Mignon Clyburn (D) makes history today as the first woman to head up the Federal Communications Commission. That history, however, will be short-lived. Clyburn is only keeping the seat warm until the Senate approves President Obama's nominee of Tom Wheeler as chairman.
Clyburn's first meeting as Acting Chairwoman will be June 27.
"I assume the role of Acting Chair with a great sense of responsibility, but also great humility," Clyburn told the FCC staff on Monday. "And as we await the confirmation of Tom Wheeler, I see myself as a member of a relay team, running one of the middle legs. My job is to build on forward momentum, give the next teammate a running start, an improved position, and no matter what, my goal is not to drop the baton."
Chairman Julius Genachowski (D) and Commissioner Robert McDowell (R) ended their FCC stints on Friday and both are headed to think tanks. Genachowski is joining the Aspen Institute and McDowell the Hudson Institute. The two announced their resignations within days of each other in March.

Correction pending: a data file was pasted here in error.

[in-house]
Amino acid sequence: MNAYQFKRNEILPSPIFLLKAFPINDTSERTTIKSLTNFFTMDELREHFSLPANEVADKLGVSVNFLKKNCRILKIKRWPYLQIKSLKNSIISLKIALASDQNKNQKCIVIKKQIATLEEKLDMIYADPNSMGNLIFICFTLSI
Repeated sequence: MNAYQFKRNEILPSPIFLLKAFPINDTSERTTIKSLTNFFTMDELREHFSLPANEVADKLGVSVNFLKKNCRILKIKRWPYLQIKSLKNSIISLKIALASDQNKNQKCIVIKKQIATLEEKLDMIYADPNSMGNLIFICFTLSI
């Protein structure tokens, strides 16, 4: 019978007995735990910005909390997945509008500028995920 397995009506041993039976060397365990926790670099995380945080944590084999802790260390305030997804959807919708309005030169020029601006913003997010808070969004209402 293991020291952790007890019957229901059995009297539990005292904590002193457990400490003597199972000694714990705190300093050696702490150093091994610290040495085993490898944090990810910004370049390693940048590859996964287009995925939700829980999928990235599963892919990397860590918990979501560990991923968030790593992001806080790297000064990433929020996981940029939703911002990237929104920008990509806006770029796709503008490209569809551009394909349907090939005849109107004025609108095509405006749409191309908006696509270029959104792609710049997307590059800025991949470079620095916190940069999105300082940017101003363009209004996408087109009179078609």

How long Clyburn will serve as Acting Chairwoman will depend on how quickly Sen. Jay Rockefeller (D-W. Va.), chairman of the commerce committee, can hold a hearing on Wheeler. He originally hoped to schedule it for May and now that's slipped to June. If Rockefeller sticks to custom, Wheeler's nomination will not move through the Senate until it is paired with a GOP nominee, which President Obama has yet to name.
In recent days, a number of names have surfaced for the GOP nominee, including Ray Baum, a senior policy advisor to Rep. Greg Walden (R-Ore.); former FCC staffer Michelle Connolly, a professor at Duke University; Neil Fried, the senior telecommunications counsel for the House Energy and Commerce Committee; and A. B. Cruz, the former chief legal officer for Scripps Networks.
Until Wheeler and a GOP commissioner come on board, a process that could take months, the FCC will be doing business with only three commissioners.